Rottweiler Puppies

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A sweet, devoted, and playful breed

Despite their reputation, Rottweilers are loving, affectionate, and confident family dogs. They are large, muscular, and courageous, but not overly aggressive. Early training and socialization make Rottweilers very desirable family dogs.

Rottweiler At a Glance

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Rottweiler At a Glance

  • Size: 22"-27", 85-130 lbs.
  • Lifespan: 10-11 years
  • Energy Level: medium
  • Coat: Short, smooth, and shiny
  • Shedding: moderate
  • Hypoallergenic: No
  • Dog Group: Working
  • Common Nicknames: Rottie

Rottweiler Breed Guide

Learn More About Rottweilers

  • Temperament

    The Rottweiler is a confident, alert, and self-assured breed with a very strong work ethic. Rottweilers are affectionate with family but tend to be aloof with strangers, although they should never be aggressive without cause. This is not a very excitable breed and is more calm and observant than hyperactive. Rottweilers need firm and consistent training. It's important that Rottie owners establish clear leadership early on. Otherwise, a Rottweiler may try to boss their owner around. When properly trained and socialized, Rotties do well with children, but typically only if they are raised with them during puppyhood. The same goes for other dogs and pets. With family, though, Rottweilers are affectionate, devoted, and protective.

  • Health

    As with most larger breeds, some Rottweilers can struggle with Hip Dysplasia. They also have some hereditary conditions that you should keep an eye out for, including osteosarcoma, parvovirus, and dilated cardiomyopathy.

  • Activity Level

    Rottweilers are high-energy and should receive about an hour of exercise every day to maintain their weight and happiness. They make great hiking companions, and having a place to swim is always an added bonus. Having a fenced-in yard is very beneficial so they have room to run around and play games with their family.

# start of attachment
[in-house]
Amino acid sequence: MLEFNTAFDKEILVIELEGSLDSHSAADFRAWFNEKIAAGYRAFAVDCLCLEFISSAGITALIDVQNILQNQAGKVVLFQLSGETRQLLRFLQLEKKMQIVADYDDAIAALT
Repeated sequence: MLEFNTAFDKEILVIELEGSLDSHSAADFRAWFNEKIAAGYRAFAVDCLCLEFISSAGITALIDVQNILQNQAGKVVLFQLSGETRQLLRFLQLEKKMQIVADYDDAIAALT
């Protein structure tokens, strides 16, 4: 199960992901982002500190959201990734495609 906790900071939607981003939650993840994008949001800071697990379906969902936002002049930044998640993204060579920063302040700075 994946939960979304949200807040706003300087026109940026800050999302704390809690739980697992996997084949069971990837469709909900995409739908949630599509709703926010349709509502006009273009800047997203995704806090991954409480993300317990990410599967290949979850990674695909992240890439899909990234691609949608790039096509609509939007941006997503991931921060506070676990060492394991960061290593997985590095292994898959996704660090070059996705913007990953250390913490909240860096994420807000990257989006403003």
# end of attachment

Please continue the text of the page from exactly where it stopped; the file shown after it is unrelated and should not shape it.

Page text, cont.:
• Grooming

    The Rottweiler's short coat requires minimal grooming to look its best. Weekly brushing is a great way to deal with shedding and will keep their coat looking glossy. Wiping them down with a damp towel is a great alternative to bathing, but they should be given periodic baths. They have fast-growing nails that should be trimmed regularly.

  • Shedding

    They are moderate shedders, and you can expect them to shed a little bit year-round. Regular brushing is recommended to manage regular shedding, and shedding tools are helpful during the months that they blow their undercoat.

  • Appearance

    Rottweilers are large and compact with broad chests and muscular legs. Their double coat is wiry and medium length and is usually black with mahogany accents. Their tail is usually docked, and their ears hang down close to their cheeks.

  • History

    The Rottweiler descends from mastiff-type dogs that were used to drive and guard herds of cattle alongside Roman troops during long marches. During the marches, the Roman dogs bred with local dogs across Europe, which laid the foundation for the Rottweiler. The resulting dogs were strong, muscular, and used by butchers to drive cattle to market and pull carts. However, once motorized vehicles became more prominent, there wasn't much need for Rottweilers anymore. Luckily, a breed club for Rottweilers was formed in 1901 in an attempt to revive the breed. Over time, other countries began to appreciate Rottweiler's strength and working abilities. The breed had arrived in the United States by 1931 and was recognized by the American Kennel Club (AKC) in the same year.